Why I Work Alone: A Group Project Horror Story

If you’ve gone to school at any point in your life, you have felt the pain of group projects. The terror of being put in a group of people you don’t know; the horrifying disappointment when you notice that those strangers are lazy assholes; the sinking feeling in your stomach as you understand that you will have to complete the workload for five people by yourself; the nausea as you realise that everyone will have to present, and it’s a shared mark.

Group projects fucking suck. Case closed.

I’ve been on both sides of the discussion- both the person doing all the work, and the freeloader. It sucks more being the freeloader if you’re a bossy, slightly neurotic person who doesn’t trust a soul. You don’t get to boss anyone around, because there’s an even more bossy, louder person who’s taking the reins by force. And doing it badly.

Allow me to paint you a picture:

University, crammed in a study room with six people, discussing a dumb (like, seriously stupid) group project on  the top five characteristics of nurses as supported by research.

The small 40-year-old man who tries to look younger by dying his few remaining hairs a vibrant blond takes charge.

“So, ummmm…Empathy is a big one, right? How about I do empathy and ummm…you…Any other ideas?”

I try to save him from his long um’s. “Well-”

“Yeah, ummmm…Also like, niceness, right?”

“I don’t think that’s a real-”

“Lisa, how about you find out something about niceness? Who can draw? We should try drawing niceness.”

“Since this is university-”

“That’s a great idea!” Someone says. “Ella should draw, since we’re all already doing stuff.”

“Now wait a minute-”

“Yeah Ella, stop being a freeloader. You should draw all the characteristics,” Three other people chorus.

I acquiesce, even though it’s a stupid fucking idea.

Another meeting, a week later.

“So here’s the dumb drawing,” I say, slapping down a coat of arms that I basically traced from my laptop screen. “Now, I think we should-”

“Wait, but where’s the shoe?”

“What shoe?”

“The shoe that’s supposed to represent empathy!”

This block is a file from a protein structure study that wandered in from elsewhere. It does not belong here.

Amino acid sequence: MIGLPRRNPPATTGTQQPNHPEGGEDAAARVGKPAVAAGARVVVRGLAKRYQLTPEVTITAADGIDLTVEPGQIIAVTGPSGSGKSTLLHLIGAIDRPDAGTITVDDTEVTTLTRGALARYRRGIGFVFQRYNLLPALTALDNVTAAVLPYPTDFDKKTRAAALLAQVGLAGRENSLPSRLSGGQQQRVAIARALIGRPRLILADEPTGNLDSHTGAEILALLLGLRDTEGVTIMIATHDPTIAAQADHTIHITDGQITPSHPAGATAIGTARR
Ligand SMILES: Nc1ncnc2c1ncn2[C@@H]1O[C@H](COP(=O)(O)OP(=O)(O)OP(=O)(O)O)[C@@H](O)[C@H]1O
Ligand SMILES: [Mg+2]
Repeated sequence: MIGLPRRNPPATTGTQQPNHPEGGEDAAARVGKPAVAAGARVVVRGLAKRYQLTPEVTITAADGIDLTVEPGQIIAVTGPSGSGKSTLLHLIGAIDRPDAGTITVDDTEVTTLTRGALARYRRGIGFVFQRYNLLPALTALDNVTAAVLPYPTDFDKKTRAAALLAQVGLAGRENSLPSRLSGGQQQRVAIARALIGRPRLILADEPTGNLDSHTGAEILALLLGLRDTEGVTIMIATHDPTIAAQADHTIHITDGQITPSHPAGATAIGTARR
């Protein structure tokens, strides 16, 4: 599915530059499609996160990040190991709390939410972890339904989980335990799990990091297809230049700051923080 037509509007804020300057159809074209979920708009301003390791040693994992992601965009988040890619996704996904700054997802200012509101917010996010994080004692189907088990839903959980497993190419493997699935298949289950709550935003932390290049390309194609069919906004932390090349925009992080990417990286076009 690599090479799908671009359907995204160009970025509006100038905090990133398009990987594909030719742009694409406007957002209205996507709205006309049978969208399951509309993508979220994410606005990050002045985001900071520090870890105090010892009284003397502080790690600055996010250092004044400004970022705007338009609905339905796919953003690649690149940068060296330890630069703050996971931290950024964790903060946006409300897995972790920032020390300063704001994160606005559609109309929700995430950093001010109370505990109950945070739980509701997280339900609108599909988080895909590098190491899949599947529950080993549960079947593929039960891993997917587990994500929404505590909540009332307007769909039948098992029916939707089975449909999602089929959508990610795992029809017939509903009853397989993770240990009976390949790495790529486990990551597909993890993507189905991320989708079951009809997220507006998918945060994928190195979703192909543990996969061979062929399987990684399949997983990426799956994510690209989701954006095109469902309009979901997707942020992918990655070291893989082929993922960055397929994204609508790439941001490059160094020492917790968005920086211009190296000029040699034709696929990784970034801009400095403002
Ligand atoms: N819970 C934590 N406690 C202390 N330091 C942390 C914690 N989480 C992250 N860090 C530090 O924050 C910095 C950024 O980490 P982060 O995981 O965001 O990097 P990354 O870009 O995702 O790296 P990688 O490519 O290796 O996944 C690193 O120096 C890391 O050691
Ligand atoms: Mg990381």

Image result for seriously?! cartoon
I am the cat

“Fuck you and your stupid shoe! We need to talk about the presentation!”

Silence for a brief second.

“Oh yeah, ummm…what if we each present what we researched?”

“See, that would be a good idea, except not everyone researched something. Two people didn’t,” I snap at Blondie. He is the reason blonde jokes exist.

“Ummm…introduction and conclusion?”

“This is supposed to be a ten minute presentation- the intro and conclusion should be thirty seconds each,” I remind him.


During the presentation, two days later.

“Empathy is important because um…nurses need to be there for their patients, and ummm…be nice. Niceness is also important. Um…”

I jump in, thanking my lucky stars that I thought to do research for everything. “Empathy is an integral part of the nursing practice due to its importance in creating a relationship founded in trust and mutual respect. Without the impulse to care about their patient, the nurse would not think to initiate a therapeutic relationship, without which certain aspects of the client’s emotional, cognitive, and physical status would remain unknown.”

The audience claps, but my soul shrivels; Blondie has destroyed it with his utter incompetence.


Have I made you piss yourself with horror at the grossness of that group project? No? Very well then, I accept your challenge: here’s an even worse picture for you to carry to your grave. You asked for it, so don’t blame me for the heavy therapy you’ll require.

Ha, can you imagine that session though?

“Yes doctor, I’m here for my PTSD and anxiety attacks.”

“Dearie me. What do you think caused this?”

“I remember it vividly- I read this blog…and I was never the same.”

Image result for freud couch cartoon

Sucks for you! Continue reading if you dare, because following is the absolute worst group project I’ve ever been involved in. It still haunts my nightmares. I have a lot of nightmares.

High school, grade 10, a debate assignment in history class with two “best friends” + me.  

“So, how about you do everything, and we’ll show up at the end and follow the script?”

“What?” I ask, naive and smiling. I’m positive they’re joking.

“Yeah, that’s a great idea, Jeanie. I knew I loved you for a reason!”

“Wait, seriously? This is a huge project.”

“No, I love you,” BF#2 croons.

“I love you more.”

“I love you more.”

They cuddle, shoving their boobs in each others’ faces.


They break apart and frown at me.

“Okay, so send us an email with the script when you’re done making it.”

They leave.


Have tingles gone down your spine in a not-good way? Are you shitting your pants? Have diapers become a permanent part of your routine yet?